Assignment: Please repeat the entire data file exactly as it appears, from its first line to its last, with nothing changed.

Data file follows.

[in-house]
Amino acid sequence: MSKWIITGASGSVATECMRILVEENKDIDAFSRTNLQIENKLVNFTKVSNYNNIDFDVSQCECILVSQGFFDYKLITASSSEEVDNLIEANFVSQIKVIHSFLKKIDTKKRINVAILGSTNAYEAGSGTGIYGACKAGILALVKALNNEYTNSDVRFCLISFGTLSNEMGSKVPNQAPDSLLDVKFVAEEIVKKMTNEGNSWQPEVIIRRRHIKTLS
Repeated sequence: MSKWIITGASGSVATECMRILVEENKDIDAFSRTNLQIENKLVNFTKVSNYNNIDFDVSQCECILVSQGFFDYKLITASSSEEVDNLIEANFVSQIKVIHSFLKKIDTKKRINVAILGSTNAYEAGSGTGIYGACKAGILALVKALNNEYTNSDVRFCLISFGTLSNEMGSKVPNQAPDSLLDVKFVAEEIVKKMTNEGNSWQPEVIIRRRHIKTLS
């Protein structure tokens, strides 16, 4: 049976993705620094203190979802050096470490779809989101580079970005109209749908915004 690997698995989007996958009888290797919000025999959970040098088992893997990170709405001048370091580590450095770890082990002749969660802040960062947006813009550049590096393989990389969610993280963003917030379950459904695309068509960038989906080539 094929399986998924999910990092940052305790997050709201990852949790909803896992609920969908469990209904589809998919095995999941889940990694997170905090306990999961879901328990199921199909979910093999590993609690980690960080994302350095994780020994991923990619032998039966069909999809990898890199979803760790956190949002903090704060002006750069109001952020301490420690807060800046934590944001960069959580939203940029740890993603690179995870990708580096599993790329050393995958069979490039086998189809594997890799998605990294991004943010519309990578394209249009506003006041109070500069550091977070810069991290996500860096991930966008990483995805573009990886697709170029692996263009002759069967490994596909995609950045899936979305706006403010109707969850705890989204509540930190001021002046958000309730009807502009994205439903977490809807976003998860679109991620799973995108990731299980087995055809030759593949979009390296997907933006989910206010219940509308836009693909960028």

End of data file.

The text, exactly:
[in-house]
Amino acid sequence: MSKWIITGASGSVATECMRILVEENKDIDAFSRTNLQIENKLVNFTKVSNYNNIDFDVSQCECILVSQGFFDYKLITASSSEEVDNLIEANFVSQIKVIHSFLKKIDTKKRINVAILGSTNAYEAGSGTGIYGACKAGILALVKALNNEYTNSDVRFCLISFGTLSNEMGSKVPNQAPDSLLDVKFVAEEIVKKMTNEGNSWQPEVIIRRRHIKTLS
Repeated sequence: MSKWIITGASGSVATECMRILVEENKDIDAFSRTNLQIENKLVNFTKVSNYNNIDFDVSQCECILVSQGFFDYKLITASSSEEVDNLIEANFVSQIKVIHSFLKKIDTKKRINVAILGSTNAYEAGSGTGIYGACKAGILALVKALNNEYTNSDVRFCLISFGTLSNEMGSKVPNQAPDSLLDVKFVAEEIVKKMTNEGNSWQPEVIIRRRHIKTLS
């Protein structure tokens, strides 16, 4: 049976993705620094203190979802050096470490779809989101580079970005109209749908915004 690997698995989007996958009888290797919000025999959970040098088992893997990170709405001048370091580590450095770890082990002749969660802040960062947006813009550049590096393989990389969610993280963003917030379950459904695309068509960038989906080539 094929399986998924999910990092940052305790997050709201990852949790909803896992609920969908469990209904589809998919095995999941889940990694997170905090306990999961879901328990199921199909979910093999590993609690980690960080994302350095994780020994991923990619032998039966069909999809990898890199979803760790956190949002903090704060002006750069109001952020301490420690807060800046934590944001960069959580939203940029740890993603690179995870990708580096599993790329050393995958069979490039086998189809594997890799998605990294991004943010519309990578394209249009506003006041109070500069550091977070810069991290996500860096991930966008990483995805573009990886697709170029692996263009002759069967490994596909995609950045899936979305706006403010109707969850705890989204509540930190001021002046958000309730009807502009994205439903977490809807976003998860679109991620799973995108990731299980087995055809030759593949979009390296997907933006989910206010219940509308836009693909960028």